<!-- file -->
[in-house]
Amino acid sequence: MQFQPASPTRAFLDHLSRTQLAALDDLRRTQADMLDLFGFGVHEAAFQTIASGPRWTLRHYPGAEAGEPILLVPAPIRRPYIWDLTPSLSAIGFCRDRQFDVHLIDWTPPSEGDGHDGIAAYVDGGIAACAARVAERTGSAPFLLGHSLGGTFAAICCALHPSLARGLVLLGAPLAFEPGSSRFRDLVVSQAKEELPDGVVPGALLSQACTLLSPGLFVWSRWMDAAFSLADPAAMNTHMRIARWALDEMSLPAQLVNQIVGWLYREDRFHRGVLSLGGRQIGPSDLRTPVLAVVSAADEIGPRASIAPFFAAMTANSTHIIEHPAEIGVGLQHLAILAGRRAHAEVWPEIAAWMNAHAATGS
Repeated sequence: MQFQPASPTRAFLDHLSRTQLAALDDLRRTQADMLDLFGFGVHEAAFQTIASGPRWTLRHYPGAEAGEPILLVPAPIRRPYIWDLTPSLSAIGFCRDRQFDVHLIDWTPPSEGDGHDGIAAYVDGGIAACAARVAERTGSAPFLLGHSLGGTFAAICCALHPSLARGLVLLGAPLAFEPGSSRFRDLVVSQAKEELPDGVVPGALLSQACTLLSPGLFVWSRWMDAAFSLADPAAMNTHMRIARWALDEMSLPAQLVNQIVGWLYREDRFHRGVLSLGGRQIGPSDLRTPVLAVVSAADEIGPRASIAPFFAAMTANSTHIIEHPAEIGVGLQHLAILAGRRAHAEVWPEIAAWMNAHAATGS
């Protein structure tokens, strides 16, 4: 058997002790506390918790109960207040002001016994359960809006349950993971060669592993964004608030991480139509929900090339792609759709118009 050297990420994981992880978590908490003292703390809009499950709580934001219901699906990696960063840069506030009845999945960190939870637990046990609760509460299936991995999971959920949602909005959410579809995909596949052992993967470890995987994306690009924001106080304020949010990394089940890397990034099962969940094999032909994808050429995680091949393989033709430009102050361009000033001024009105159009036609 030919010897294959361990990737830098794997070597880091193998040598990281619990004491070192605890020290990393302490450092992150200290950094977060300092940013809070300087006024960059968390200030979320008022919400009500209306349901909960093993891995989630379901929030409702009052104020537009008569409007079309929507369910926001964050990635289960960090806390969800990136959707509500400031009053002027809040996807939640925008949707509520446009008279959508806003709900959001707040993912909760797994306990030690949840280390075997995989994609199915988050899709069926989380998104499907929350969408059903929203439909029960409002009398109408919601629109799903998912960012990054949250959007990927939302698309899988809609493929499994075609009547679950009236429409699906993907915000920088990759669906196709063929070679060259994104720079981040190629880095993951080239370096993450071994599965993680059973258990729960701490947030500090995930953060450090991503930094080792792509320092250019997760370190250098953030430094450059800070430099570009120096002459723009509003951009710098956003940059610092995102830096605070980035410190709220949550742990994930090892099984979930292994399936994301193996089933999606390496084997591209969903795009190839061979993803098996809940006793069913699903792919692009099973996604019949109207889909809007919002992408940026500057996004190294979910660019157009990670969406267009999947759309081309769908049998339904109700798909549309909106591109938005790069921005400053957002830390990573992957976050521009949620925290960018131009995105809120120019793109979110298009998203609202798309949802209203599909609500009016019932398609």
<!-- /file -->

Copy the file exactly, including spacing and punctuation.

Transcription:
[in-house]
Amino acid sequence: MQFQPASPTRAFLDHLSRTQLAALDDLRRTQADMLDLFGFGVHEAAFQTIASGPRWTLRHYPGAEAGEPILLVPAPIRRPYIWDLTPSLSAIGFCRDRQFDVHLIDWTPPSEGDGHDGIAAYVDGGIAACAARVAERTGSAPFLLGHSLGGTFAAICCALHPSLARGLVLLGAPLAFEPGSSRFRDLVVSQAKEELPDGVVPGALLSQACTLLSPGLFVWSRWMDAAFSLADPAAMNTHMRIARWALDEMSLPAQLVNQIVGWLYREDRFHRGVLSLGGRQIGPSDLRTPVLAVVSAADEIGPRASIAPFFAAMTANSTHIIEHPAEIGVGLQHLAILAGRRAHAEVWPEIAAWMNAHAATGS
Repeated sequence: MQFQPASPTRAFLDHLSRTQLAALDDLRRTQADMLDLFGFGVHEAAFQTIASGPRWTLRHYPGAEAGEPILLVPAPIRRPYIWDLTPSLSAIGFCRDRQFDVHLIDWTPPSEGDGHDGIAAYVDGGIAACAARVAERTGSAPFLLGHSLGGTFAAICCALHPSLARGLVLLGAPLAFEPGSSRFRDLVVSQAKEELPDGVVPGALLSQACTLLSPGLFVWSRWMDAAFSLADPAAMNTHMRIARWALDEMSLPAQLVNQIVGWLYREDRFHRGVLSLGGRQIGPSDLRTPVLAVVSAADEIGPRASIAPFFAAMTANSTHIIEHPAEIGVGLQHLAILAGRRAHAEVWPEIAAWMNAHAATGS
């Protein structure tokens, strides 16, 4: 058997002790506390918790109960207040002001016994359960809006349950993971060669592993964004608030991480139509929900090339792609759709118009 050297990420994981992880978590908490003292703390809009499950709580934001219901699906990696960063840069506030009845999945960190939870637990046990609760509460299936991995999971959920949602909005959410579809995909596949052992993967470890995987994306690009924001106080304020949010990394089940890397990034099962969940094999032909994808050429995680091949393989033709430009102050361009000033001024009105159009036609 030919010897294959361990990737830098794997070597880091193998040598990281619990004491070192605890020290990393302490450092992150200290950094977060300092940013809070300087006024960059968390200030979320008022919400009500209306349901909960093993891995989630379901929030409702009052104020537009008569409007079309929507369910926001964050990635289960960090806390969800990136959707509500400031009053002027809040996807939640925008949707509520446009008279959508806003709900959001707040993912909760797994306990030690949840280390075997995989994609199915988050899709069926989380998104499907929350969408059903929203439909029960409002009398109408919601629109799903998912960012990054949250959007990927939302698309899988809609493929499994075609009547679950009236429409699906993907915000920088990759669906196709063929070679060259994104720079981040190629880095993951080239370096993450071994599965993680059973258990729960701490947030500090995930953060450090991503930094080792792509320092250019997760370190250098953030430094450059800070430099570009120096002459723009509003951009710098956003940059610092995102830096605070980035410190709220949550742990994930090892099984979930292994399936994301193996089933999606390496084997591209969903795009190839061979993803098996809940006793069913699903792919692009099973996604019949109207889909809007919002992408940026500057996004190294979910660019157009990670969406267009999947759309081309769908049998339904109700798909549309909106591109938005790069921005400053957002830390990573992957976050521009949620925290960018131009995105809120120019793109979110298009998203609202798309949802209203599909609500009016019932398609």